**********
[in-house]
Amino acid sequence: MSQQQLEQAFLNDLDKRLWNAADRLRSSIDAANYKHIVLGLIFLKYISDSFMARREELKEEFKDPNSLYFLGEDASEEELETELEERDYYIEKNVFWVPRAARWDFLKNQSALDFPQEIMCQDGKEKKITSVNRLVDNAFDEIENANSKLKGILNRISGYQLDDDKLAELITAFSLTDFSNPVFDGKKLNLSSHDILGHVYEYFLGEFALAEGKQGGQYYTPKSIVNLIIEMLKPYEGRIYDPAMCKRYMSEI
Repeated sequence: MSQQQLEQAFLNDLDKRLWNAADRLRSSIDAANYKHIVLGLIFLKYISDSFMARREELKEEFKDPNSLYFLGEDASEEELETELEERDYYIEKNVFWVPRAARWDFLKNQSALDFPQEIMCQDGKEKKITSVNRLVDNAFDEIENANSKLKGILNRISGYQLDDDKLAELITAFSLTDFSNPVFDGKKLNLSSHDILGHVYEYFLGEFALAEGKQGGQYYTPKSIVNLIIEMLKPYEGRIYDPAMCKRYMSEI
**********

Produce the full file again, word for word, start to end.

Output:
[in-house]
Amino acid sequence: MSQQQLEQAFLNDLDKRLWNAADRLRSSIDAANYKHIVLGLIFLKYISDSFMARREELKEEFKDPNSLYFLGEDASEEELETELEERDYYIEKNVFWVPRAARWDFLKNQSALDFPQEIMCQDGKEKKITSVNRLVDNAFDEIENANSKLKGILNRISGYQLDDDKLAELITAFSLTDFSNPVFDGKKLNLSSHDILGHVYEYFLGEFALAEGKQGGQYYTPKSIVNLIIEMLKPYEGRIYDPAMCKRYMSEI
Repeated sequence: MSQQQLEQAFLNDLDKRLWNAADRLRSSIDAANYKHIVLGLIFLKYISDSFMARREELKEEFKDPNSLYFLGEDASEEELETELEERDYYIEKNVFWVPRAARWDFLKNQSALDFPQEIMCQDGKEKKITSVNRLVDNAFDEIENANSKLKGILNRISGYQLDDDKLAELITAFSLTDFSNPVFDGKKLNLSSHDILGHVYEYFLGEFALAEGKQGGQYYTPKSIVNLIIEMLKPYEGRIYDPAMCKRYMSEI